For those not familiar with this iconic French trunk-maker, allow me to provide a brief background: founded by Pierre-François Martin in Paris as the House of Martin way back in 1792, the small company first made a name for themselves as trunk-packers, as opposed to makers. Although the House of Martin did sell an assortment of boxes and cases, they were best known for their skills in carefully packing fragile furniture and objects, as well as hats, gowns and flowers, a practice that is these days almost unheard of, but which at the time was an essential service. Thanks to this enviable reputation, the house quickly found favour with the French aristocracy and was eventually granted the prestigious title of official purveyor of HRH Marie-Caroline de Bourbon-Siciles, Duchess of Berry.
It wasn’t until 1845 however -when Louis-Henri Morel, successor to Martin, hired a young François Goyard as an apprentice- that things really started to take shape. Just 17 at the time, Goyard would receive invaluable training under the guidance of both Martin and Morel. In 1852, Morel died suddenly and François took over the business, remaining at its helm for the next 32 years as he begun to realize his vision of taking the house to a whole new level.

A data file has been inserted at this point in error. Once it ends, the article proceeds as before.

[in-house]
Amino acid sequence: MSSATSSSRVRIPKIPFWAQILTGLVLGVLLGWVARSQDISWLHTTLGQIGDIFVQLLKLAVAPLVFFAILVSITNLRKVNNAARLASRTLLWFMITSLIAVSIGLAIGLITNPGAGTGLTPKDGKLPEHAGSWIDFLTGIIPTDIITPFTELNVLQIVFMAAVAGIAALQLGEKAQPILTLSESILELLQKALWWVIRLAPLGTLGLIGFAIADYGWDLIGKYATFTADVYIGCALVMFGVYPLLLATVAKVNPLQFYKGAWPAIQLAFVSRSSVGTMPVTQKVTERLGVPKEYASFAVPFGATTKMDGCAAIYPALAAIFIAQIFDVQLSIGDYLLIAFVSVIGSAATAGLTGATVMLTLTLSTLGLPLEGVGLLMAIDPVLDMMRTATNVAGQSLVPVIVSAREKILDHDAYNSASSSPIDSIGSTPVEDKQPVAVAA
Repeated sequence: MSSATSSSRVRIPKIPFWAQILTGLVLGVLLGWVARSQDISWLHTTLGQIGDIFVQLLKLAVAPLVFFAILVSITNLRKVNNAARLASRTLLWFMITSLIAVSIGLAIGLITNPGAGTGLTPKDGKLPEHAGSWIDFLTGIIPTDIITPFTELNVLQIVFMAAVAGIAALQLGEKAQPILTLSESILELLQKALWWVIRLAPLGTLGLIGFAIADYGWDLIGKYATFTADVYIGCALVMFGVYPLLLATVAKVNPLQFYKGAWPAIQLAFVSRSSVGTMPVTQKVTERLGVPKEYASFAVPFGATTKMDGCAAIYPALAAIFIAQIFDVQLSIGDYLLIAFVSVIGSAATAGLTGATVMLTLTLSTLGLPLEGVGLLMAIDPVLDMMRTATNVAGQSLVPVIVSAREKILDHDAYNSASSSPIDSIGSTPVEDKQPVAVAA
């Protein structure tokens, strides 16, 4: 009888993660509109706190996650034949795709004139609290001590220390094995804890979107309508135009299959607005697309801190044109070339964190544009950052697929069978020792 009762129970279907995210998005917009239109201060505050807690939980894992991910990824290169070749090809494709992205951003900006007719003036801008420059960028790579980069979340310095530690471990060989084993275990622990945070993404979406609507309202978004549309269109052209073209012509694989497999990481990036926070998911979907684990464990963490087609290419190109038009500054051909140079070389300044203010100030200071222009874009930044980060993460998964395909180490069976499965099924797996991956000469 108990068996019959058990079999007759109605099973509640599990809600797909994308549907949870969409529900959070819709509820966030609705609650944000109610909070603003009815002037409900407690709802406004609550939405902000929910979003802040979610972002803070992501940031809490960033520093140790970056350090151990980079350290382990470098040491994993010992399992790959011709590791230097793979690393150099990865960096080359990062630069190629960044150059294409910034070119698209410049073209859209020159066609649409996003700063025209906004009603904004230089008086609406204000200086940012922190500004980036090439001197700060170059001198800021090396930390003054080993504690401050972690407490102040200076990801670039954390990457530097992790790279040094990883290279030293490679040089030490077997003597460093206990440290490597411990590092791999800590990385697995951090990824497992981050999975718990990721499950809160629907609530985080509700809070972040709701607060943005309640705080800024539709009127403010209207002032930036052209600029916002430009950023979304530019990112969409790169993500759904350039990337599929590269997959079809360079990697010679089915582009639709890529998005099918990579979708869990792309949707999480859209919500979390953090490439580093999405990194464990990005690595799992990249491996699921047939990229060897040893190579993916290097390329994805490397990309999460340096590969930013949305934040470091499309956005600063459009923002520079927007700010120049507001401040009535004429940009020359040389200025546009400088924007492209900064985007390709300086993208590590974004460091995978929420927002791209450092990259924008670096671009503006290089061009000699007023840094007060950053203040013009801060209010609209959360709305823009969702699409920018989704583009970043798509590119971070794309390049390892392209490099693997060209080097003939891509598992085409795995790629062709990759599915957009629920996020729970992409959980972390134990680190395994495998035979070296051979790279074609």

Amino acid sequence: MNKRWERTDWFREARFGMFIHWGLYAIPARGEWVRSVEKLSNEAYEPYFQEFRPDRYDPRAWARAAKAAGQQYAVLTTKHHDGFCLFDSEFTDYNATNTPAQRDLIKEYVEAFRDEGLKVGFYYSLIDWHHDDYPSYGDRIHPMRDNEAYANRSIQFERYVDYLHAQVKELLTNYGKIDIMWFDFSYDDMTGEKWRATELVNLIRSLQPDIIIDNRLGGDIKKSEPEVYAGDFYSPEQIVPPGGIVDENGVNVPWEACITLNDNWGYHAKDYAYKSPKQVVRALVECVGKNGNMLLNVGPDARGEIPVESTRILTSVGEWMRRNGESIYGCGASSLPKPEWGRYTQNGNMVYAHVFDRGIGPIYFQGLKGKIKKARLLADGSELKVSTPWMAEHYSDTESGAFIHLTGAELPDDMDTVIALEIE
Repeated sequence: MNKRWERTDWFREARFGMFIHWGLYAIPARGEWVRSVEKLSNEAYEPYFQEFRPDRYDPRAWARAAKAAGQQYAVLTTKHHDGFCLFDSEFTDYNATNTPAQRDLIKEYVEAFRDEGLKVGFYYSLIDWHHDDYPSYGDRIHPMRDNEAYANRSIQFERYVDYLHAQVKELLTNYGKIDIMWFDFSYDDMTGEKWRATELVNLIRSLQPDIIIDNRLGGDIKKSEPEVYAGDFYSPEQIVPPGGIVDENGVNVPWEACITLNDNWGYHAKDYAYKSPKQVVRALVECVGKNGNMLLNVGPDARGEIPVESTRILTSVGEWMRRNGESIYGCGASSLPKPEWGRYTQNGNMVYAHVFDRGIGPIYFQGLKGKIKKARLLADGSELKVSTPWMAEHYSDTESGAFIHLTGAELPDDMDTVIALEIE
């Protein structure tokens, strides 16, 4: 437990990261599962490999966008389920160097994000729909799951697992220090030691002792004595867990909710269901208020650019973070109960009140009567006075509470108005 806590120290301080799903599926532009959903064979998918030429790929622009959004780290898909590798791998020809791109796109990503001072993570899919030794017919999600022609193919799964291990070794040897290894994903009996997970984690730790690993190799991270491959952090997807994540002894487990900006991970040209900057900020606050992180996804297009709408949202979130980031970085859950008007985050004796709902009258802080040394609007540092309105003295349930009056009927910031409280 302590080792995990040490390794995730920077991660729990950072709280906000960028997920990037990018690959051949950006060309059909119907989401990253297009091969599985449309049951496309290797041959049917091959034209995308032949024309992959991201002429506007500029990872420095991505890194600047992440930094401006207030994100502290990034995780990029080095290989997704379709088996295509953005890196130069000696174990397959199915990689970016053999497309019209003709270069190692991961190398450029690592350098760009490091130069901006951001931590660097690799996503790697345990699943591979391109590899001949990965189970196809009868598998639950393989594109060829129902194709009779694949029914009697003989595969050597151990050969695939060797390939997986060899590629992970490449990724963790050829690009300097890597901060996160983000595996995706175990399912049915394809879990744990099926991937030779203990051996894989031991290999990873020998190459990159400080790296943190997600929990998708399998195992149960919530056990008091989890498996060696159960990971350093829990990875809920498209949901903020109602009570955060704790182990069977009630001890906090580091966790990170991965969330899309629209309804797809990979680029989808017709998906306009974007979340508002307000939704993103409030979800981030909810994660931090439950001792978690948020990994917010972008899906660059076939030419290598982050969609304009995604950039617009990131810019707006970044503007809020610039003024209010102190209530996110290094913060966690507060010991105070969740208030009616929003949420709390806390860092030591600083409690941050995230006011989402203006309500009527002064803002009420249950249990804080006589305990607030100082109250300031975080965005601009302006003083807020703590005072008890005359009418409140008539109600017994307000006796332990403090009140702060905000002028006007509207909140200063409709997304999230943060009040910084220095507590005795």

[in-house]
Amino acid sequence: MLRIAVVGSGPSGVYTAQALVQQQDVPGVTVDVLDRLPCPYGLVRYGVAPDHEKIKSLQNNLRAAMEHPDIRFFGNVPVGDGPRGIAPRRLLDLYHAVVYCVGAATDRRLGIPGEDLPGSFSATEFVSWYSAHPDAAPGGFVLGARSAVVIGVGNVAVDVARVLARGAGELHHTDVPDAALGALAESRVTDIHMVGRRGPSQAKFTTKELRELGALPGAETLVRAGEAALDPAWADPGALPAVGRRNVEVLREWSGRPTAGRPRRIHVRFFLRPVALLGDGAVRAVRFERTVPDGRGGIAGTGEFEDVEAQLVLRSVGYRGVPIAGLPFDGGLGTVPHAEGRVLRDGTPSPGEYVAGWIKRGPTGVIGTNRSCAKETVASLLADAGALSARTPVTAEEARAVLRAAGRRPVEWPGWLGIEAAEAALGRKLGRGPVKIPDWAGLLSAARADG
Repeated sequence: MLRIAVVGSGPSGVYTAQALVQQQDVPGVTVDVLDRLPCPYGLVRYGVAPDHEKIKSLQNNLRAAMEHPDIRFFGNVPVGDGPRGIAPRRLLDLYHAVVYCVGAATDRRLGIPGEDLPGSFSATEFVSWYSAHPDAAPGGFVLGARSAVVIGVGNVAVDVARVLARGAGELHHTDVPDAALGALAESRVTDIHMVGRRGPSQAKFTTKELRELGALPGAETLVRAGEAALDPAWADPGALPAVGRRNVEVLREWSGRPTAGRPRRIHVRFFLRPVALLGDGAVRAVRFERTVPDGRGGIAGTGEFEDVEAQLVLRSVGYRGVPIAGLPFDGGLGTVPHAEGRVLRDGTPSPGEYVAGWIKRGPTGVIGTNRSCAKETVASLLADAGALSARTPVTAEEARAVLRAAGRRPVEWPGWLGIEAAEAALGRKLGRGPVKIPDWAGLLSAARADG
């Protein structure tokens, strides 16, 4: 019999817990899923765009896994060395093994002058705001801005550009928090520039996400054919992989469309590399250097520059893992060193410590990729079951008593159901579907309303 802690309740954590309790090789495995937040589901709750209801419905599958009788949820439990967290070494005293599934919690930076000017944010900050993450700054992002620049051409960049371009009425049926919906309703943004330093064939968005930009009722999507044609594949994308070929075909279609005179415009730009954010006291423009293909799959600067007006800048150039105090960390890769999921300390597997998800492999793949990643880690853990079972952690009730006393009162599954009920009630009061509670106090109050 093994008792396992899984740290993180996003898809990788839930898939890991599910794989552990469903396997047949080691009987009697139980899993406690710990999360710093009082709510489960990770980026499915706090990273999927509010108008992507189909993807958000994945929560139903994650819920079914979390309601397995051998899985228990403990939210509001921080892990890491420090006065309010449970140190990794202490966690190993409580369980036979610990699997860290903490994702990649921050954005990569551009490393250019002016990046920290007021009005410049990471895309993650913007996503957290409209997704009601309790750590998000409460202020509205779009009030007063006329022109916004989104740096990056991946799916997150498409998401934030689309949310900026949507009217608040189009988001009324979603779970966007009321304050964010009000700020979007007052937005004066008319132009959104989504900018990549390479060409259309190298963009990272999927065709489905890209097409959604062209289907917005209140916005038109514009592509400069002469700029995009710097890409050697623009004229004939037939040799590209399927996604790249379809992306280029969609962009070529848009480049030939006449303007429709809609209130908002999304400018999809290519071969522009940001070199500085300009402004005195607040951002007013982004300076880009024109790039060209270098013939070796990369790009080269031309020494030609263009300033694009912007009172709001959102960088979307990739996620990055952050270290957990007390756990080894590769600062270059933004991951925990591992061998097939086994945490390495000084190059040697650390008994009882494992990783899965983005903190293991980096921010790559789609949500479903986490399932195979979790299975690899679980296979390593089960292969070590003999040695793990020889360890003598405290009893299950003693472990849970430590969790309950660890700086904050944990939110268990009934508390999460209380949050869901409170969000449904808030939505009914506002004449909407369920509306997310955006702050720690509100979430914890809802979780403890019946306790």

In 1885, he handed the business over to his son Edmond, complete with the state-of-the-art workshops he had pioneered, firmly believing that total control over the manufacturing process was the key to achieving excellence. With this strong foundation to build upon, Edmond set about making Maison Goyard the incredible institution we know today. Credited with creating the emblematic Goyardine canvas, launching a pet accessories range and developing products for automobiles, Edmond’s influence can still be seen in today’s products.
Photos taken by James C